If you’ve been waiting for the sweet, tart and juicy taste of New York’s top variety of apple, the McIntosh, your time has arrived. And unlike last year, when spring frosts ruined much of the crop, apple growers and suppliers in the area said Friday that 2013 looks like a bountiful year for all apple varieties.
Local lovers of HoneyCrisps, and Zestars, other popular varieties out now, will also have little trouble funding quality fruit, area business owners said.
Willy Bruneau, owner of Middlefield Orchard, said the season was a little early this year, with harvesting beginning about Aug. 1. The weather has been favorable with a relatively mild spring and good moisture.
“We’re harvesting a lot of apples” at his pick-your-own operation, he said.
The HoneyCrisp is coming in now, which Bruneau said is always a popular variety. It’s crunchy and has a good balance between sweet and tart, he said. The orchard has about 30 varieties, including Pristine, and Zestar, another popular apple in the early season.
Last year, the business only sold 1,400 bushels of apples, which made for a bad year, Bruneau said. This year he hopes to sell thousands, he said, because he has to make enough money from the short harvest season to make it through the rest of the year.
Starting on Saturday, the orchard has added a press for families to use throughout the season make their own apple cider. It maintains the family-friendly nature of the business, he said.
According to a press release from the New York Apple Association, the apple season is officially underway throughout the state. Its nearly 700 growers expect to pick 32 million bushels by the time the harvest concludes in November.
If that’s the case, it would be a modern record. New York’s average annual production is 29.5 million bushels but last year’s frost reduced the crop to 17.1 million bushels, according to the U.S. Department of Agriculture.
Another family-friendly provider of apples is the Fly Creek Cider Mill and Orchard. Co-owner and vice president Bill Michaels said the early harvest is done at his suppliers, and the season is looking very good. He has McIntosh, Cortland and Galas, while Empires will be coming in next week. The season began the weekend of Aug. 24.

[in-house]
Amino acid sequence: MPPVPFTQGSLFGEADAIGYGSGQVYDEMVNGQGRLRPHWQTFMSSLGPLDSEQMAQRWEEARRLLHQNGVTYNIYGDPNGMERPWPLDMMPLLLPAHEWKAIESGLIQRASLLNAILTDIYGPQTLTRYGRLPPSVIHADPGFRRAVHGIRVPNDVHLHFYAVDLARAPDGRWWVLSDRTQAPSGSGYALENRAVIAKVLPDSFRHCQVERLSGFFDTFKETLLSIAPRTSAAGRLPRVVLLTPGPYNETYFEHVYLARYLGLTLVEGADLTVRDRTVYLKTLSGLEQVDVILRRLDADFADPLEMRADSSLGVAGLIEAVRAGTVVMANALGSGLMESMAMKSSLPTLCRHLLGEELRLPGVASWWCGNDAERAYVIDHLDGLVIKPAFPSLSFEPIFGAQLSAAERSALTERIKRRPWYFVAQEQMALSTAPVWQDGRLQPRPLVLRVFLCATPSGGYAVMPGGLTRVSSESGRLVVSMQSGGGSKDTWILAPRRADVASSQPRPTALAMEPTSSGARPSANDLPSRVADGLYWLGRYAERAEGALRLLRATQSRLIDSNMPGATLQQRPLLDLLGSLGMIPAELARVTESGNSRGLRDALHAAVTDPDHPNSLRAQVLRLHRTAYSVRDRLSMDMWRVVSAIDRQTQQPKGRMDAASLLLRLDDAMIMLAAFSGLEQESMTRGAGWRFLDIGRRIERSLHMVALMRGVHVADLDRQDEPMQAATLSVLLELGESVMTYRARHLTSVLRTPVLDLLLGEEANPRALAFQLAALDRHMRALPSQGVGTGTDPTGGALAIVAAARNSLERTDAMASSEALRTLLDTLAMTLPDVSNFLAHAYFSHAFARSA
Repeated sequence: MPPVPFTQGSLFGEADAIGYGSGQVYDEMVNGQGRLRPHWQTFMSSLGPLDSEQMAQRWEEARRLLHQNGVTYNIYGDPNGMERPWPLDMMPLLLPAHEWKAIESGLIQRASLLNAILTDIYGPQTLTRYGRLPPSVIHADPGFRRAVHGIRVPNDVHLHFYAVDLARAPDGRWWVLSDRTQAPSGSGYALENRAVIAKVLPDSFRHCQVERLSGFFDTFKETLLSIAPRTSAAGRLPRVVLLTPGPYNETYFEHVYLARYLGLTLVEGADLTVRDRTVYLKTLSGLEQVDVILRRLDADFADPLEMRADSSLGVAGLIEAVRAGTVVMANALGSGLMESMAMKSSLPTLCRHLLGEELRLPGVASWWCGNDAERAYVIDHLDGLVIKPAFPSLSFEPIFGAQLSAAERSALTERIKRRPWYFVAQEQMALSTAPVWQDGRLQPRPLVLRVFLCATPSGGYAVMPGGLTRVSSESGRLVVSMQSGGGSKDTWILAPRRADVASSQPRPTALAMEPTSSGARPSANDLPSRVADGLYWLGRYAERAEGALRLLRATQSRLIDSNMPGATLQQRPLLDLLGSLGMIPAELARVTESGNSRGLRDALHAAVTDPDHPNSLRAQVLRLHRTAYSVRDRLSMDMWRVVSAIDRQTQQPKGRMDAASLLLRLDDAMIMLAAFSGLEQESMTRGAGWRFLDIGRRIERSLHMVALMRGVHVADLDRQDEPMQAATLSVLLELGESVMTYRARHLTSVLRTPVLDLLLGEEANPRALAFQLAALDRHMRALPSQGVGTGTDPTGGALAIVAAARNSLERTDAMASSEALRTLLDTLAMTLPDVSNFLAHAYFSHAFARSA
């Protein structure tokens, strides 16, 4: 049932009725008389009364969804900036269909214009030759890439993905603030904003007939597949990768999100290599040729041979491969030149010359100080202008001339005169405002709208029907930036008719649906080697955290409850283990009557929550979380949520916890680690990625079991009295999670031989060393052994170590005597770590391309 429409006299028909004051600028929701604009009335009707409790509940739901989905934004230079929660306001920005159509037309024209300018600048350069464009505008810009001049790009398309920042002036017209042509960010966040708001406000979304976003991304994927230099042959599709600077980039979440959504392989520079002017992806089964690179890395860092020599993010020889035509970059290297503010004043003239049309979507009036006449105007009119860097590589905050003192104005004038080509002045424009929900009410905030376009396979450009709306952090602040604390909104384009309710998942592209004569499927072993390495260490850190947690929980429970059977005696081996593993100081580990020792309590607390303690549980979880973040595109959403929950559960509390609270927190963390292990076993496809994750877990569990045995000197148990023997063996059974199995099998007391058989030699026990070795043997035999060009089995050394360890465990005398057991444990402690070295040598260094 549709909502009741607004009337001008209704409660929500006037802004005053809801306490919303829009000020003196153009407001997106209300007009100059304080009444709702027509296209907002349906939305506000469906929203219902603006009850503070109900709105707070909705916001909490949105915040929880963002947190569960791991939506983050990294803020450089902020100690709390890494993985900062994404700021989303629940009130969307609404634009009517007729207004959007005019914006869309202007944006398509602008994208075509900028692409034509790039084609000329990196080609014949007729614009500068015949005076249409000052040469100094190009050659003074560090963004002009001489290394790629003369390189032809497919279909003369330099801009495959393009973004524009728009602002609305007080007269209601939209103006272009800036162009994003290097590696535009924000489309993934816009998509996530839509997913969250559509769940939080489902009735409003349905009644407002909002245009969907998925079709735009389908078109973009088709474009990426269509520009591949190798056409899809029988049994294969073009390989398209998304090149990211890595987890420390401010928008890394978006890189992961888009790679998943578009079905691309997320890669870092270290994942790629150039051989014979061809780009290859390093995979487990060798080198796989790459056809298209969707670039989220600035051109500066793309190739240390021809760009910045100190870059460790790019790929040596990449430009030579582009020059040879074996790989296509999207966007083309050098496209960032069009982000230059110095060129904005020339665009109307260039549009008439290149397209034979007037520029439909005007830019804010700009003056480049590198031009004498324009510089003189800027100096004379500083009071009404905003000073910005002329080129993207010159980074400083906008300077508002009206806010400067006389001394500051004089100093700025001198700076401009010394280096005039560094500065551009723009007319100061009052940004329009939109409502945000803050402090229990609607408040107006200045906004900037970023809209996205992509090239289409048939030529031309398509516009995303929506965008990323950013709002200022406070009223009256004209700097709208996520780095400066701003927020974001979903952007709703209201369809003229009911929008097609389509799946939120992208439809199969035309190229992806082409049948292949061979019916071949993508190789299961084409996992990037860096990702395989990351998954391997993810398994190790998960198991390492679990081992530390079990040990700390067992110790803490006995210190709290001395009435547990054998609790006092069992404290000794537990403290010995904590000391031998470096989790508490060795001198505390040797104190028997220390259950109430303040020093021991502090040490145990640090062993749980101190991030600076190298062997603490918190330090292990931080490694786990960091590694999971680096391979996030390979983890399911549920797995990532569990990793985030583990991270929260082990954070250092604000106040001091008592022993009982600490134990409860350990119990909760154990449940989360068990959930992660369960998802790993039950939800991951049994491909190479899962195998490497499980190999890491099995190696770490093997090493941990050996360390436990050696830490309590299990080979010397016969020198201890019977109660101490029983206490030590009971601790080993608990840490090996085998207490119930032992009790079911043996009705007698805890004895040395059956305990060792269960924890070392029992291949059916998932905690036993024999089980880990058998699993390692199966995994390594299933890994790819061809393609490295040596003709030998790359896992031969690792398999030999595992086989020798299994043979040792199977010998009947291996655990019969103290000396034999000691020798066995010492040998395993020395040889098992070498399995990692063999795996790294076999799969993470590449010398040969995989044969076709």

Other early varieties are Paula Reds and Gingergold, Michaels said, and the cider-pressing season has also started. The flavor of the cider changes throughout the season, with the peak usually coming Columbus Day weekend. The harvest should be done about that time, he said, and the final varieties of the season are the Northern Spy, Jonagold and Ida Red.
The Fly Creek Cider Mill buys its apples from growers in Columbia and Onondaga counties.
“We’re right between two good growing areas,” Michaels said.
The good growing season won’t necessarily reduce prices, which are still fluctuating because the pent-up demand is “keeping growers happy,” Michaels said. But the quality is superb, the size is good and the colors are nice, he said.
Debbie Annutto, co-owner of Annutto’s Farm Stand, said her business buys apples from the Hudson Valley and Western New York, and presses its own cider.
The situation is “100 percent better than last year,” she said. It all depends on the weather in the spring, when the trees blossom. Last year, there were four freezing days during that time.
“The harvest is right on time this year,” with the first of this year’s crop including Paula Reds and McIntosh. She said her favorites are the HoneyCrisps, which are also out now, and the Macouns. They usually come in the first week of October.
When customers come in and find the apples are cheaper and more plentiful than last year, they say “thank god,” she said. “We sell a lot of apples.”
According to the Apple Association, the fruit originated in the Caucasus Mountains of Asia. New York Gov. Peter Stuyvesant planted an apple tree from Holland on the corner of Third Avenue and 13th Street in New York City in 1647. Missionaries planted orchards near the Niagara River also in 1700. America’s first commercial nursery was established in Oyster Bay in 1730. McIntosh apples were first propagated and planted in the Champlain Valley in 1835.
It takes three bushels to make a gallon of cider. A bushel weighs 42 pounds and will also yield 20 to 24 quarts of applesauce, according to the Apple Association. More information on apples, including recipes and nutrition facts, is available at www.nyapplecountry.com.